One of the ongoing problems at nuclear reactors is to store the spent fuel that is taken from the reactor. In all cases, the fuel is initially placed into a spent-fuel pool where the water in the pool acts as a radiation barrier for the fuel elements at the bottom of the pool. At some point, however, the fuel must be moved from the pool to permanent disposal in a repository, since, eventually, the pool will become filled with spent fuel. In the United States, the U.S. Department of Energy is responsible, under the Nuclear Waste Policy Act of 1982, to provide for a permanent disposal repository. It will be several years between the time that the fuel is placed in the pool and the time that it is capable of being transferred for disposal, either because it has not yet lost a sufficient amount of radioactivity to be considered safe and economical for transport, or because there is no permanent disposal facility available. The U.S. Department of Energy may temporarily store spent fuel in a Monitored Retrievable Storage (MRS) facility, if it is approved by Congress, but the earliest date for receiving fuel from the reactors is ten to fifteen years away.
It is, therefore, an object of the present invention to provide an intermediate storage of the spent fuel between the pool and the disposal repository or MRS and to provide such a storage area on site at the reactor complex. It is a further object of this invention to provide a storage system in which the storage containers are reusable or can be expendable, if so desired. It is a further object of this invention to provide such a storage container that is mechanically sound and that also provides a sufficient radiation and contamination barrier for the spent fuel.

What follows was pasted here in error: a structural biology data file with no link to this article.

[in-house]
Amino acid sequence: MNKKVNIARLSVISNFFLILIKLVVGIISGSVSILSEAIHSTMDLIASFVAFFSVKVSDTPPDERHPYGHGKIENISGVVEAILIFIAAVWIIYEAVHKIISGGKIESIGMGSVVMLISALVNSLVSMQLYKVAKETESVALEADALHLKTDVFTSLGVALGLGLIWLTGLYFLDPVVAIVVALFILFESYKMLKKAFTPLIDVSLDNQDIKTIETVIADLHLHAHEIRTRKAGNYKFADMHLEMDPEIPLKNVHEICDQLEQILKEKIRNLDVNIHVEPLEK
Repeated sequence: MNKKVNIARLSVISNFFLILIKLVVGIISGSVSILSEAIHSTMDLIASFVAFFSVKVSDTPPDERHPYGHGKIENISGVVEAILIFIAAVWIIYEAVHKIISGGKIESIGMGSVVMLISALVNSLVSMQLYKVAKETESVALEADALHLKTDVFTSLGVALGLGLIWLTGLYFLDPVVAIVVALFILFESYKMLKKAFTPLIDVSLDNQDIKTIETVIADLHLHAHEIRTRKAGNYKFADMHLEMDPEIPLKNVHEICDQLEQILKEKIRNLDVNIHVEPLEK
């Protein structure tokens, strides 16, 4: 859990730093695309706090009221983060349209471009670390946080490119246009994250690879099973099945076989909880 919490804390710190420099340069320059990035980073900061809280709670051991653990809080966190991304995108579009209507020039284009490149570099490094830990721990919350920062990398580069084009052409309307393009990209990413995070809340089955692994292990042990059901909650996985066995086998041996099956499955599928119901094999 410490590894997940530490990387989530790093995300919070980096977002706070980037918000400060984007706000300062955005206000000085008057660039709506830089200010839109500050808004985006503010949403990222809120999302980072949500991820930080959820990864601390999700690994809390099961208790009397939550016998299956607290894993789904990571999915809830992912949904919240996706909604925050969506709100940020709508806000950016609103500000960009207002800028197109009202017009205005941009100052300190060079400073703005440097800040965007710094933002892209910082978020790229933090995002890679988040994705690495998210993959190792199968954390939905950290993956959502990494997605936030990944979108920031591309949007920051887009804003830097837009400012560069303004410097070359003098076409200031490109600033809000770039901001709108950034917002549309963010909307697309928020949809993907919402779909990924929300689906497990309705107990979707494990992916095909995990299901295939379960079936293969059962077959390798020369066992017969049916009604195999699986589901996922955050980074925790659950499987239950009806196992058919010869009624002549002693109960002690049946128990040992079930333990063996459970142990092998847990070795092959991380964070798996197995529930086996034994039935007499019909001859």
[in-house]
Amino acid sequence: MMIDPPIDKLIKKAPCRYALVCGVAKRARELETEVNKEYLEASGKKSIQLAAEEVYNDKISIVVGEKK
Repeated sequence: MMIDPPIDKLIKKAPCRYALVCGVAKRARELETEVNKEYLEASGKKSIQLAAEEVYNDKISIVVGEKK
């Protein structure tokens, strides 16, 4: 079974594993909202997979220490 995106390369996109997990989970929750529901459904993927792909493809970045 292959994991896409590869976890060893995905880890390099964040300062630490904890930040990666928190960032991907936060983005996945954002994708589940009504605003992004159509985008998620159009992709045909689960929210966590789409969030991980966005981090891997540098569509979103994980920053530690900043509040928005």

In accordance with the above-stated objects, a method for storing nuclear spent fuel is provided in which the fuel is first transferred from the spent-fuel pool to a concrete storage cask. If this transfer cannot be accomplished inside the fuel pool building, the fuel assembly must be placed into a fuel canister before it is loaded into the concrete storage cask. The concrete storage cask is then maintained in a temporary storage area at the reactor site for some predetermined period. The period of storage is determined either by the need for the fuel to lose more of its radioactivity or the availability of a permanent disposal site. Once a permanent disposal site has been provided, the fuel is transferred from the concrete storage cask to a shipping container and the shipping container, with the fuel in it, is then shipped to a permanent storage location. Alternatively, the government may accept fuel for temporary storage, such as at an MRS facility. The concrete storage cask can then be reused for a new load of fuel or can be broken up and the pieces of concrete recycled as by using it for fill or ballast or some other appropriate use. In order to eliminate the need for transfer of the concrete cask from a point of manufacture to the reactor complex, the storage method of the present invention can include the step of manufacturing the concrete cask on site. To prevent the interior of the cask from becoming contaminated with radioactive residues, the fuel assembly or loaded canister is washed after it is removed from the fuel pool and dried prior to placement of the assembly or loaded canister into the concrete cask.